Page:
Our actions have implications for pollution in the ocean, which in turn impacts our health and welfare. We need to move away from a throwaway society to a circular economy in which all products are designed to be repaired, reused and remade, thereby removing waste and litter.
The Clean Seas programme has been a leader in reducing marine pollution over the last decade. We have advocated for change which has led to charges for single-use bags, removal of microbeads in personal care products, changes in labelling on commonly ‘mis-flushed’ items, and a deposit return system being designed for Scotland.
Our oceans continue to need our protection, with rising temperatures and changes in chemistry due to our carbon emissions. We need to reduce the pressures on our oceans. Learn about our campaigns and join the fight.
Plastic makes up around 70% of beach litter. Our campaign targets the huge consumption of single-use straws in the UK.
Stop Ocean Threads
Add your voice to our call for legislation that will see washing machine manufacturers fit microfibre filters in all new machines
By highlighting where beaches were too dirty for people to swim, we put pressure on governments and environmental regulators for better legislation.
Learn more about these invisible ‘forever chemicals’ in everything from face cream to non-stick pans.
Microplastics can be ingested by everything from zooplankton which make up the base of the food chain in the oceans, all the way up to seabirds, fish and turtles.
More information and campaigns to get behind…
Marine Litter Action Network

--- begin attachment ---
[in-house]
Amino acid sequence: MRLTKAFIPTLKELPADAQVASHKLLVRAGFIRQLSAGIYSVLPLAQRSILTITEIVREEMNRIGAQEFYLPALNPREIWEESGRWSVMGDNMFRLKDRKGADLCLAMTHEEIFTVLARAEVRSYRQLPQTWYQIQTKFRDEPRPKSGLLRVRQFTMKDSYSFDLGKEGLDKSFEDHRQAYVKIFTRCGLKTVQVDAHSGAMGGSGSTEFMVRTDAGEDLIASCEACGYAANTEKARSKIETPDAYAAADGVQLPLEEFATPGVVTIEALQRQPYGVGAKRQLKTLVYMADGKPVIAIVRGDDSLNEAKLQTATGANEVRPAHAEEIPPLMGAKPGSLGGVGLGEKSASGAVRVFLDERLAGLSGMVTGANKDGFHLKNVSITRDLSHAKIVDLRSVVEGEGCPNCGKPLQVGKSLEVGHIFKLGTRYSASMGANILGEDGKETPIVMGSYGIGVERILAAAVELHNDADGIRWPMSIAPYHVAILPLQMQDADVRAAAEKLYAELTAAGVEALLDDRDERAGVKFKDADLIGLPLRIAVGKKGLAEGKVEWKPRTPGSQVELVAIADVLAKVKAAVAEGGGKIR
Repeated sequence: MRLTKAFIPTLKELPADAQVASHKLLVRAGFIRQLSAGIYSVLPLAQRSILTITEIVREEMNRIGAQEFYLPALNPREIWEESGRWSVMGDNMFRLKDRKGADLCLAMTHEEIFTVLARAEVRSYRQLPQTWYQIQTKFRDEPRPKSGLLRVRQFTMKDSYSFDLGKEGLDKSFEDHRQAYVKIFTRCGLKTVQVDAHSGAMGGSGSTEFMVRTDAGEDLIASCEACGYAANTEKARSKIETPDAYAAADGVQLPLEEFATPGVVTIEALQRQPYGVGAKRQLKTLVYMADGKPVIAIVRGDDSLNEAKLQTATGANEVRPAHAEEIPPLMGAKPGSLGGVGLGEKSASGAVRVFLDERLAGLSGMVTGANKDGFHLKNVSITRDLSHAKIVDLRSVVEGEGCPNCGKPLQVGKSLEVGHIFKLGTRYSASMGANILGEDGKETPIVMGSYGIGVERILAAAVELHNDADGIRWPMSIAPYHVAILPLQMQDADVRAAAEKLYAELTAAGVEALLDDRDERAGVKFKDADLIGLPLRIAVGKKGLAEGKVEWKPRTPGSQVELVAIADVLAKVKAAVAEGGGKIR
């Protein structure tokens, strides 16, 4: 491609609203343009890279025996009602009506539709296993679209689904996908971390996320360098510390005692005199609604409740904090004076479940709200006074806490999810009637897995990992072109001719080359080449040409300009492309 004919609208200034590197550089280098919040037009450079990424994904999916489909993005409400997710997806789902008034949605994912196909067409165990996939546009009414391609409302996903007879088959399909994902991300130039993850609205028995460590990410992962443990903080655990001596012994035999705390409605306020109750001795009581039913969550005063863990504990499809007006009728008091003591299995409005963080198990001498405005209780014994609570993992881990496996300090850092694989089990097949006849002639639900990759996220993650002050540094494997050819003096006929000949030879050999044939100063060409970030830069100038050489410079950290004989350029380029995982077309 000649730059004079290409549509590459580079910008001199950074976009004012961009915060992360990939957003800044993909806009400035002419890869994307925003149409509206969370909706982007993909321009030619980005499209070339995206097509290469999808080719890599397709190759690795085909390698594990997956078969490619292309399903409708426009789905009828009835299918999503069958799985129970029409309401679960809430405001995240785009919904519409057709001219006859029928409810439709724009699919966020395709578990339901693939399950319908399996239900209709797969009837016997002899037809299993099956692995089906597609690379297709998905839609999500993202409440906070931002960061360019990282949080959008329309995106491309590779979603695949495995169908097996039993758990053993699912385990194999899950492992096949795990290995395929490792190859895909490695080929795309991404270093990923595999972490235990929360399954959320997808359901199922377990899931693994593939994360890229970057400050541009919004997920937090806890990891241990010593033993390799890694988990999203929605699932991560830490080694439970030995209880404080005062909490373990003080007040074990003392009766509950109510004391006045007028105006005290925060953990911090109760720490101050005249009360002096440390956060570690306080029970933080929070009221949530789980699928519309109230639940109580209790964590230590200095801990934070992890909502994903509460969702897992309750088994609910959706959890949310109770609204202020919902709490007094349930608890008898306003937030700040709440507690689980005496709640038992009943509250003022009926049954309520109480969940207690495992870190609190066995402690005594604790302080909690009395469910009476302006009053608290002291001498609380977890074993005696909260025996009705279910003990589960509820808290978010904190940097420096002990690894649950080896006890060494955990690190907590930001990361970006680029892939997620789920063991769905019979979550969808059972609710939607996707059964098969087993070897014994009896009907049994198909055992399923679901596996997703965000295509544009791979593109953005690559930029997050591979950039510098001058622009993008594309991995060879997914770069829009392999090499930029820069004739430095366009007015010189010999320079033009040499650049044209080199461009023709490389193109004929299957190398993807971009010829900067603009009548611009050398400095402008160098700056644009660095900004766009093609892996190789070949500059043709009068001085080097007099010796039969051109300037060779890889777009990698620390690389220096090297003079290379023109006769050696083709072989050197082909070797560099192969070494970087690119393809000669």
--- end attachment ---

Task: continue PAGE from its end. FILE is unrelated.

The Marine Litter Action Network was established in June 2014 to bring together people and their organisations across different sectors to tackle the issue of marine litter.Find out more
Deposit Return Scheme
Wild bottle-sightings gathered the data, Bottles For Change highlighted the support, the rest of the UK needs to follow Scotland’s DRS lead by including drinks cans and bottles, of all sizes and materialsFind out more
Don’t let go
Balloons sold as ‘degradable’ are known to last a number of months, even years, and pose a choking threat to wildlife at sea, and on land.Learn more
Near you, incorporating the Good Beach Guide
Discover beaches (along with their water quality and facilities), Fish2fork rated restaurant, events and recent wildlife sightings close to your UK postcode.Find out more
Did you know?…
MCS launched its Beachwatch programme in 1994
On UK beaches levels of litter have doubled in the past 20 years
MCS first launched the Good Beach Guide in 1987 as a book to highlight the woeful state of the UK’s bathing waters